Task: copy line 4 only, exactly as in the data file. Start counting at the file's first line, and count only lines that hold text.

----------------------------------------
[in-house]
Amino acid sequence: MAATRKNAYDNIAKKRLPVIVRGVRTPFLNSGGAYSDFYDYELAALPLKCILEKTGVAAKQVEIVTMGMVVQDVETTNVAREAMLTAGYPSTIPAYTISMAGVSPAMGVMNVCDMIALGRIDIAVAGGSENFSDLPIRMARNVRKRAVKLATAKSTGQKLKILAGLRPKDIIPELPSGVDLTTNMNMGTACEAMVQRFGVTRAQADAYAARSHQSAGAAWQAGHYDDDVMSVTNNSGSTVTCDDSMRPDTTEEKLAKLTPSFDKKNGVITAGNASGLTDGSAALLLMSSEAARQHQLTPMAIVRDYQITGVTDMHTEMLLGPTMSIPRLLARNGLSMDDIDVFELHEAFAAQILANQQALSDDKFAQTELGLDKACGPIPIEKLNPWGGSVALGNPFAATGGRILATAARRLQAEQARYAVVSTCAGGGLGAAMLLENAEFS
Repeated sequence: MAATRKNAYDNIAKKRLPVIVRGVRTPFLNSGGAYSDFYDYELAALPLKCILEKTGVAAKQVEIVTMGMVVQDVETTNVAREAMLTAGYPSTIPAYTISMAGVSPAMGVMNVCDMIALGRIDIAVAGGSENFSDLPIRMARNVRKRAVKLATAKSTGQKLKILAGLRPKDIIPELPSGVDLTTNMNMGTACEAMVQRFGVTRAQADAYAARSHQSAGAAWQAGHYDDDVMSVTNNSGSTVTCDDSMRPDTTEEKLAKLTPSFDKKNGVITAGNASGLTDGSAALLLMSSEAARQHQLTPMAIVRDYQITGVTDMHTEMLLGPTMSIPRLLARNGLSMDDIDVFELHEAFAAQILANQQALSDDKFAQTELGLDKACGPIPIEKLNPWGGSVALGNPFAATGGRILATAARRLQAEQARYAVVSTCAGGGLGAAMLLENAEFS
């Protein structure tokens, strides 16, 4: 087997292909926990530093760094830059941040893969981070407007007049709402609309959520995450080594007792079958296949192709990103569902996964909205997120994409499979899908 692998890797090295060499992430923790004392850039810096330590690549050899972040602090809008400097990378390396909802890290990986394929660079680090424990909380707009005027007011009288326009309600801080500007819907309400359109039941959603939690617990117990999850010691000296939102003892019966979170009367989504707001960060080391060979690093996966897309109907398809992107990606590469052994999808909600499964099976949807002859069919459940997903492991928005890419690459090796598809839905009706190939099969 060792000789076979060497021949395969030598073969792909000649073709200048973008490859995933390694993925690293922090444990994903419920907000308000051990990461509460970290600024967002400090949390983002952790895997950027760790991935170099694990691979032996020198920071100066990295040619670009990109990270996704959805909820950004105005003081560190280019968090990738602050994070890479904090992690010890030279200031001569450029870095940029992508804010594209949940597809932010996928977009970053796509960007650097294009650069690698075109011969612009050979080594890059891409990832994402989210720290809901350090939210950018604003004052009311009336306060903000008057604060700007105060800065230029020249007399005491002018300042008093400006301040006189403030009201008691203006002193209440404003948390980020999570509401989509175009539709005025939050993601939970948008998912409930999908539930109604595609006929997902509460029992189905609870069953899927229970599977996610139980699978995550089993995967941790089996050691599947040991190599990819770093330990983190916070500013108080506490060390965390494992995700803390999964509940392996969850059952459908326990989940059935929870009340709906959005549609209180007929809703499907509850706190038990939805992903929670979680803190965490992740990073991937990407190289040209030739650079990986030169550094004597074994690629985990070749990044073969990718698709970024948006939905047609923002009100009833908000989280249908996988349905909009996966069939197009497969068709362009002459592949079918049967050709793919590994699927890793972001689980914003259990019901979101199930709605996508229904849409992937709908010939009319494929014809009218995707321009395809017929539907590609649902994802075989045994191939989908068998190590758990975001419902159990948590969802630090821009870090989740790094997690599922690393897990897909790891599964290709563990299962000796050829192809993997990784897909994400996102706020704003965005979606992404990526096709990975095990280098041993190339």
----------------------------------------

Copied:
């Protein structure tokens, strides 16, 4: 087997292909926990530093760094830059941040893969981070407007007049709402609309959520995450080594007792079958296949192709990103569902996964909205997120994409499979899908 692998890797090295060499992430923790004392850039810096330590690549050899972040602090809008400097990378390396909802890290990986394929660079680090424990909380707009005027007011009288326009309600801080500007819907309400359109039941959603939690617990117990999850010691000296939102003892019966979170009367989504707001960060080391060979690093996966897309109907398809992107990606590469052994999808909600499964099976949807002859069919459940997903492991928005890419690459090796598809839905009706190939099969 060792000789076979060497021949395969030598073969792909000649073709200048973008490859995933390694993925690293922090444990994903419920907000308000051990990461509460970290600024967002400090949390983002952790895997950027760790991935170099694990691979032996020198920071100066990295040619670009990109990270996704959805909820950004105005003081560190280019968090990738602050994070890479904090992690010890030279200031001569450029870095940029992508804010594209949940597809932010996928977009970053796509960007650097294009650069690698075109011969612009050979080594890059891409990832994402989210720290809901350090939210950018604003004052009311009336306060903000008057604060700007105060800065230029020249007399005491002018300042008093400006301040006189403030009201008691203006002193209440404003948390980020999570509401989509175009539709005025939050993601939970948008998912409930999908539930109604595609006929997902509460029992189905609870069953899927229970599977996610139980699978995550089993995967941790089996050691599947040991190599990819770093330990983190916070500013108080506490060390965390494992995700803390999964509940392996969850059952459908326990989940059935929870009340709906959005549609209180007929809703499907509850706190038990939805992903929670979680803190965490992740990073991937990407190289040209030739650079990986030169550094004597074994690629985990070749990044073969990718698709970024948006939905047609923002009100009833908000989280249908996988349905909009996966069939197009497969068709362009002459592949079918049967050709793919590994699927890793972001689980914003259990019901979101199930709605996508229904849409992937709908010939009319494929014809009218995707321009395809017929539907590609649902994802075989045994191939989908068998190590758990975001419902159990948590969802630090821009870090989740790094997690599922690393897990897909790891599964290709563990299962000796050829192809993997990784897909994400996102706020704003965005979606992404990526096709990975095990280098041993190339």